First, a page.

PV Telescopii (also known as HD 168476) is a class B-type (blue) supergiant extreme helium star in the constellation Telescopium. It is also the prototype of variable stars called PV Telescopii variables.PV Telescopii variable
PV Telescopii variable is a type of variable star that is established in the General Catalogue of Variable Stars with the acronym PVTEL. This class of variables are defined as "helium supergiant Bp stars with weak hydrogen lines and enhanced lines of He and C". That is, the hydrogen spectral lines of these stars are weaker than normal for a star of stellar class B, while the lines of helium and carbon are stronger. The prototype for this category is HD 168476, also known as PV Telescopii, which undergoes small but complex luminosity variations and radial velocity fluctuations. The PV Tel stars are extremely hydrogen-deficient compared to other B-class stars and vary in luminosity on time scales ranging from a few hours to several years. As of 2008, there are twelve confirmed PV Tel variables in the General Catalogue of Variable Stars.PV Telescopii variables are subdivided into three distinct types on the basis of spectral type: type I represents late B and A stars, type II represents O and early B, and type III represents F and G stars. The type III stars are always carbon-rich and hydrogen-deficient, while the type I and II stars do not necessarily have an excess of carbon. The hotter types pulsate more quickly than the cooler types.R Coronae Borealis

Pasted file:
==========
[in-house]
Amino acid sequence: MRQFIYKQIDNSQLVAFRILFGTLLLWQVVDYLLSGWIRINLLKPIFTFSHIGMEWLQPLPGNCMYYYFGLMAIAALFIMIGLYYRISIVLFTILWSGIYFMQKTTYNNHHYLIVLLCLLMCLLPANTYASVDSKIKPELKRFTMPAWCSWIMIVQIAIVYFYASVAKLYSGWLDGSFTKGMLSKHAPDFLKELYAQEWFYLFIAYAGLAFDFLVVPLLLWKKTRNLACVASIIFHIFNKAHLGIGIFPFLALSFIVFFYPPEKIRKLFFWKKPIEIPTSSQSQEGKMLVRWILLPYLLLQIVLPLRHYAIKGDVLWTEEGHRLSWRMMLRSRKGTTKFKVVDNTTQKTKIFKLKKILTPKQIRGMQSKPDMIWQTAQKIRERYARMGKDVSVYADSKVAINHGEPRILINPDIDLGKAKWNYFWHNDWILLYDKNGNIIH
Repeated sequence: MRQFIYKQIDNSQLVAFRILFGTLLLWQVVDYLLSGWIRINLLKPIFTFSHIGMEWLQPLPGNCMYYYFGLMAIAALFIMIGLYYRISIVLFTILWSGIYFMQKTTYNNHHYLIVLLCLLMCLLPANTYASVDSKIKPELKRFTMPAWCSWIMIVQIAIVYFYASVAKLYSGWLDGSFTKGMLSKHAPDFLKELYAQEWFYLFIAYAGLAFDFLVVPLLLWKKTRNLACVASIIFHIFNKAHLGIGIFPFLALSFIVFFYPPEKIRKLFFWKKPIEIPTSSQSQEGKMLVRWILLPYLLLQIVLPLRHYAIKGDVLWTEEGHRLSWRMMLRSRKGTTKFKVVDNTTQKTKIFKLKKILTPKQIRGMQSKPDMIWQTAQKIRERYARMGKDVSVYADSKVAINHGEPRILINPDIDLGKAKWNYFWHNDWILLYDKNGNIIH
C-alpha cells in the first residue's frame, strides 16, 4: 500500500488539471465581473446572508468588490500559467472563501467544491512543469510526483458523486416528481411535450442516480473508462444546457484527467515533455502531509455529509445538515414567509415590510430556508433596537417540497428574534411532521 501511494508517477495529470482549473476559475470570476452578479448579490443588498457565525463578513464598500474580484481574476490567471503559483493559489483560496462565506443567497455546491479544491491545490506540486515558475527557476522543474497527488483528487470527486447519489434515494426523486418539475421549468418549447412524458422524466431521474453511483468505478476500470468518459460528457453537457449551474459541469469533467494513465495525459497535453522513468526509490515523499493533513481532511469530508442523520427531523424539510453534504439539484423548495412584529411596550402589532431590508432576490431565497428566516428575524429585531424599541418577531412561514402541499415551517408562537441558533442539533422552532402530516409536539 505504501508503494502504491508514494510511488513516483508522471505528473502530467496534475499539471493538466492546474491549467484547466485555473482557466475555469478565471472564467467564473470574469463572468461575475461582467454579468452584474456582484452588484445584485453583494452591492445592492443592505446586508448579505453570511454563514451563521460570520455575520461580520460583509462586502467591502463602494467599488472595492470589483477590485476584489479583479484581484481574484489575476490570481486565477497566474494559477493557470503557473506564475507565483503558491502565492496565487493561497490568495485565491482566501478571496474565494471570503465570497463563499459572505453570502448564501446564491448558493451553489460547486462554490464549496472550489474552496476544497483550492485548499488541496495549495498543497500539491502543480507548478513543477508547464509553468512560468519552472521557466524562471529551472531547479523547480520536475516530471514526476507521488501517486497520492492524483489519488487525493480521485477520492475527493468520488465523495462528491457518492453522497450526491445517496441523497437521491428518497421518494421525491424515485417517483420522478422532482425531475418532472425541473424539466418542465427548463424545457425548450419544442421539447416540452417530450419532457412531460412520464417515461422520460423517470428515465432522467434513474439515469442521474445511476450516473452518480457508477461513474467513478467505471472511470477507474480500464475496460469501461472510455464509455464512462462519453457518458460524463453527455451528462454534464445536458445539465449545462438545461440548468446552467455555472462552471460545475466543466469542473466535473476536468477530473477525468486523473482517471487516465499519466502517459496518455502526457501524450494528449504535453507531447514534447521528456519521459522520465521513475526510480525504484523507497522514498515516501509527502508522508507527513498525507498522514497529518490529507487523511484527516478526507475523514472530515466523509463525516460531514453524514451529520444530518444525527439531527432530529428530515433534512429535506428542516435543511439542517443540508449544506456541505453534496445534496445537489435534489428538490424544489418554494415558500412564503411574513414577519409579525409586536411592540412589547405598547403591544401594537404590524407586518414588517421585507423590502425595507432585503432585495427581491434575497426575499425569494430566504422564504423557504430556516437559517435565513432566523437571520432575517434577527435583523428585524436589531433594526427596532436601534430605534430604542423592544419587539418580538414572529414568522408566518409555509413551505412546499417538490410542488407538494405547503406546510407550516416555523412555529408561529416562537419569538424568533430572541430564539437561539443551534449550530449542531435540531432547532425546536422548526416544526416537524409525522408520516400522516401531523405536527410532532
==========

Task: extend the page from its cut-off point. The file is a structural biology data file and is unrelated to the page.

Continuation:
R Coronae Borealis is a peculiar low-mass yellow supergiant star in the constellation of Corona Borealis. It is the prototype of the rare RCB class of variable stars, which fade by several magnitudes at irregular intervals. R Coronae Borealis itself normally shines at approximately magnitude 6, just about visible to the naked eye, but at intervals of several months to many years fades to as faint as 15th magnitude. Over successive months it then gradually returns to its normal brightness, giving it the nickname "reverse nova".Telescopium
Telescopium is a minor constellation in the southern celestial hemisphere, one of twelve named in the 18th century by French astronomer Nicolas-Louis de Lacaille and one of several depicting scientific instruments. Its name is a Latinized form of the Greek word for telescope. Telescopium was later much reduced in size by Francis Baily and Benjamin Gould.
The brightest star in the constellation is Alpha Telescopii, a blue-white subgiant with an apparent magnitude of 3.5, followed by the orange giant star Zeta Telescopii at magnitude 4.1. Eta and PZ Telescopii are two young star systems with debris disks and brown dwarf companions. Telescopium hosts two unusual stars with very little hydrogen that are likely to be the result of two merged white dwarfs: PV Telescopii, also known as HD 168476, is a hot blue extreme helium star, while RS Telescopii is an R Coronae Borealis variable. RR Telescopii is a cataclysmic variable that brightened as a nova to magnitude 6 in 1948.Variable star
A variable star is a star whose brightness as seen from Earth (its apparent magnitude) fluctuates.
This variation may be caused by a change in emitted light or by something partly blocking the light, so variable stars are classified as either:
Intrinsic variables, whose luminosity actually changes; for example, because the star periodically swells and shrinks.
Extrinsic variables, whose apparent changes in brightness are due to changes in the amount of their light that can reach Earth; for example, because the star has an orbiting companion that sometimes eclipses it.Many, possibly most, stars have at least some variation in luminosity: the energy output of our Sun, for example, varies by about 0.1% over an 11-year solar cycle.